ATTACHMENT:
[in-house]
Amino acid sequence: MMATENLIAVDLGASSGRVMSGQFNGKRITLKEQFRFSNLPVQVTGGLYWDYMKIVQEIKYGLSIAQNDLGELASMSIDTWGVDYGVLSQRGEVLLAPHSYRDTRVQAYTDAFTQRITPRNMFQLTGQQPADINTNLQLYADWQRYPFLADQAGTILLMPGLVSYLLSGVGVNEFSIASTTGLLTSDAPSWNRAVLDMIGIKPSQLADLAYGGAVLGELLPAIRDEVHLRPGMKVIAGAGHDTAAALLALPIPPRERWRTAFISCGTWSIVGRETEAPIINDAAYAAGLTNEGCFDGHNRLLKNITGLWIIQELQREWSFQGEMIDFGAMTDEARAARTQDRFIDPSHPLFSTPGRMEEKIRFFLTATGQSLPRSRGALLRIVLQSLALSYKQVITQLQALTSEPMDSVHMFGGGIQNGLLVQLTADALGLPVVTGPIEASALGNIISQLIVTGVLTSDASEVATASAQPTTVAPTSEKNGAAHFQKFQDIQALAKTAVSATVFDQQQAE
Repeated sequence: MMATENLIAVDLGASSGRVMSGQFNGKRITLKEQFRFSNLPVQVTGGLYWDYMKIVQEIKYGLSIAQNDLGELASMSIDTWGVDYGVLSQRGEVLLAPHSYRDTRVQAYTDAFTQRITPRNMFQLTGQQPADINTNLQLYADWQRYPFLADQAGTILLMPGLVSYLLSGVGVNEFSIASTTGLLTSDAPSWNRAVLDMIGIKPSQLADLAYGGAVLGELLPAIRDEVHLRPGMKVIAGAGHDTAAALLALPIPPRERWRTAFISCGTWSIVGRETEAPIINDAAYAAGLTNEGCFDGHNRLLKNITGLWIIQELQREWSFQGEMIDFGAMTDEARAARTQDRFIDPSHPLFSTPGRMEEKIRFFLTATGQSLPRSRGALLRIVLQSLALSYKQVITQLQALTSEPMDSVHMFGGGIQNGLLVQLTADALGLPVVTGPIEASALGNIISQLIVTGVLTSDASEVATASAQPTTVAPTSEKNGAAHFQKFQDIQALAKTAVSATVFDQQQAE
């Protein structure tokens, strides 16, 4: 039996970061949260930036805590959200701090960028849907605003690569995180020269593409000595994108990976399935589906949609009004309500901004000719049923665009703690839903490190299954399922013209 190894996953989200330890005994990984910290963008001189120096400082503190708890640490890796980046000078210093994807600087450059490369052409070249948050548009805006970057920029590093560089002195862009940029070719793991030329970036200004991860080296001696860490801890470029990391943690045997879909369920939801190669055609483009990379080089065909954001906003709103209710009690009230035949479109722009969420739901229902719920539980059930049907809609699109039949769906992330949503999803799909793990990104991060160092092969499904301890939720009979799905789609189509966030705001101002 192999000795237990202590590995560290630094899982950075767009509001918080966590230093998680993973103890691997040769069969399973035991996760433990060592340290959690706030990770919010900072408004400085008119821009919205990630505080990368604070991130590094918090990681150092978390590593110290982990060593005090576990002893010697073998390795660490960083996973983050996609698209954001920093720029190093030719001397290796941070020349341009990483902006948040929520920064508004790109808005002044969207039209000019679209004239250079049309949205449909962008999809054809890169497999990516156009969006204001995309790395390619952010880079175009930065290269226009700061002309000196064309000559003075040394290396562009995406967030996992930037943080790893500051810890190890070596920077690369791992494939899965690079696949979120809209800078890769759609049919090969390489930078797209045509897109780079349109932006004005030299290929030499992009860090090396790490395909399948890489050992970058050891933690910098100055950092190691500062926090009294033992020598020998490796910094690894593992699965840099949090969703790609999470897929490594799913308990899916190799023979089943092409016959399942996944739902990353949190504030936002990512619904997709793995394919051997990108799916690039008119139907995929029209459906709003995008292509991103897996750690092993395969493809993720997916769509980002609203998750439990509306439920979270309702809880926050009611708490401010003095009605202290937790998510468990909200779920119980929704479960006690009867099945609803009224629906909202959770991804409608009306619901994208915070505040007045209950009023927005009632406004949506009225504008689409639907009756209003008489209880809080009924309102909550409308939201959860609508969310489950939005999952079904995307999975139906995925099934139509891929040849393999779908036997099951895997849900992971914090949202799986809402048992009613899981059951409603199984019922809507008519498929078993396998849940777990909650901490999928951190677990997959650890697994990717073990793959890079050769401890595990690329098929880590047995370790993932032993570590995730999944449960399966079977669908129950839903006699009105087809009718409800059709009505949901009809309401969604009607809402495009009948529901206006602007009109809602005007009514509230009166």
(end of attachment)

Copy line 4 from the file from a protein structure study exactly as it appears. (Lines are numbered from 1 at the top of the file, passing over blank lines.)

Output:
């Protein structure tokens, strides 16, 4: 039996970061949260930036805590959200701090960028849907605003690569995180020269593409000595994108990976399935589906949609009004309500901004000719049923665009703690839903490190299954399922013209 190894996953989200330890005994990984910290963008001189120096400082503190708890640490890796980046000078210093994807600087450059490369052409070249948050548009805006970057920029590093560089002195862009940029070719793991030329970036200004991860080296001696860490801890470029990391943690045997879909369920939801190669055609483009990379080089065909954001906003709103209710009690009230035949479109722009969420739901229902719920539980059930049907809609699109039949769906992330949503999803799909793990990104991060160092092969499904301890939720009979799905789609189509966030705001101002 192999000795237990202590590995560290630094899982950075767009509001918080966590230093998680993973103890691997040769069969399973035991996760433990060592340290959690706030990770919010900072408004400085008119821009919205990630505080990368604070991130590094918090990681150092978390590593110290982990060593005090576990002893010697073998390795660490960083996973983050996609698209954001920093720029190093030719001397290796941070020349341009990483902006948040929520920064508004790109808005002044969207039209000019679209004239250079049309949205449909962008999809054809890169497999990516156009969006204001995309790395390619952010880079175009930065290269226009700061002309000196064309000559003075040394290396562009995406967030996992930037943080790893500051810890190890070596920077690369791992494939899965690079696949979120809209800078890769759609049919090969390489930078797209045509897109780079349109932006004005030299290929030499992009860090090396790490395909399948890489050992970058050891933690910098100055950092190691500062926090009294033992020598020998490796910094690894593992699965840099949090969703790609999470897929490594799913308990899916190799023979089943092409016959399942996944739902990353949190504030936002990512619904997709793995394919051997990108799916690039008119139907995929029209459906709003995008292509991103897996750690092993395969493809993720997916769509980002609203998750439990509306439920979270309702809880926050009611708490401010003095009605202290937790998510468990909200779920119980929704479960006690009867099945609803009224629906909202959770991804409608009306619901994208915070505040007045209950009023927005009632406004949506009225504008689409639907009756209003008489209880809080009924309102909550409308939201959860609508969310489950939005999952079904995307999975139906995925099934139509891929040849393999779908036997099951895997849900992971914090949202799986809402048992009613899981059951409603199984019922809507008519498929078993396998849940777990909650901490999928951190677990997959650890697994990717073990793959890079050769401890595990690329098929880590047995370790993932032993570590995730999944449960399966079977669908129950839903006699009105087809009718409800059709009505949901009809309401969604009607809402495009009948529901206006602007009109809602005007009514509230009166």